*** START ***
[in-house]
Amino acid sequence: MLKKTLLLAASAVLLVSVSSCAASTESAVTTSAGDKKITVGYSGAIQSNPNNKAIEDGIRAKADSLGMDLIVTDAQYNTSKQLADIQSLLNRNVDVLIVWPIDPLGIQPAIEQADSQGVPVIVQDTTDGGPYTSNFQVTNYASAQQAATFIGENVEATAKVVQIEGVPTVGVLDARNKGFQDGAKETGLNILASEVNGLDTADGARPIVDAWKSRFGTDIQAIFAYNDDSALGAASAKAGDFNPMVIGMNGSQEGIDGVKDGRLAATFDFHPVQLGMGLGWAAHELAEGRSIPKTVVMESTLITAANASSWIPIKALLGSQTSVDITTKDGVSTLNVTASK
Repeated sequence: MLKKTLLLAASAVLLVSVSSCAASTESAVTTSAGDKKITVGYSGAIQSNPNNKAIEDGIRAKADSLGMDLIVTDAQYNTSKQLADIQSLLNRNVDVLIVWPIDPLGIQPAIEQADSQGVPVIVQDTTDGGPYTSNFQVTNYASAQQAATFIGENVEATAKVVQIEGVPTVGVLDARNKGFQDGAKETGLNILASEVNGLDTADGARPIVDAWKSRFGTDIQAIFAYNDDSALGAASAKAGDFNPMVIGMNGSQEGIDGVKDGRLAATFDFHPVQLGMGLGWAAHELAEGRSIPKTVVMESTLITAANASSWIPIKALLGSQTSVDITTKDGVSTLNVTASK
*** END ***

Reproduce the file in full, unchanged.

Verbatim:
[in-house]
Amino acid sequence: MLKKTLLLAASAVLLVSVSSCAASTESAVTTSAGDKKITVGYSGAIQSNPNNKAIEDGIRAKADSLGMDLIVTDAQYNTSKQLADIQSLLNRNVDVLIVWPIDPLGIQPAIEQADSQGVPVIVQDTTDGGPYTSNFQVTNYASAQQAATFIGENVEATAKVVQIEGVPTVGVLDARNKGFQDGAKETGLNILASEVNGLDTADGARPIVDAWKSRFGTDIQAIFAYNDDSALGAASAKAGDFNPMVIGMNGSQEGIDGVKDGRLAATFDFHPVQLGMGLGWAAHELAEGRSIPKTVVMESTLITAANASSWIPIKALLGSQTSVDITTKDGVSTLNVTASK
Repeated sequence: MLKKTLLLAASAVLLVSVSSCAASTESAVTTSAGDKKITVGYSGAIQSNPNNKAIEDGIRAKADSLGMDLIVTDAQYNTSKQLADIQSLLNRNVDVLIVWPIDPLGIQPAIEQADSQGVPVIVQDTTDGGPYTSNFQVTNYASAQQAATFIGENVEATAKVVQIEGVPTVGVLDARNKGFQDGAKETGLNILASEVNGLDTADGARPIVDAWKSRFGTDIQAIFAYNDDSALGAASAKAGDFNPMVIGMNGSQEGIDGVKDGRLAATFDFHPVQLGMGLGWAAHELAEGRSIPKTVVMESTLITAANASSWIPIKALLGSQTSVDITTKDGVSTLNVTASK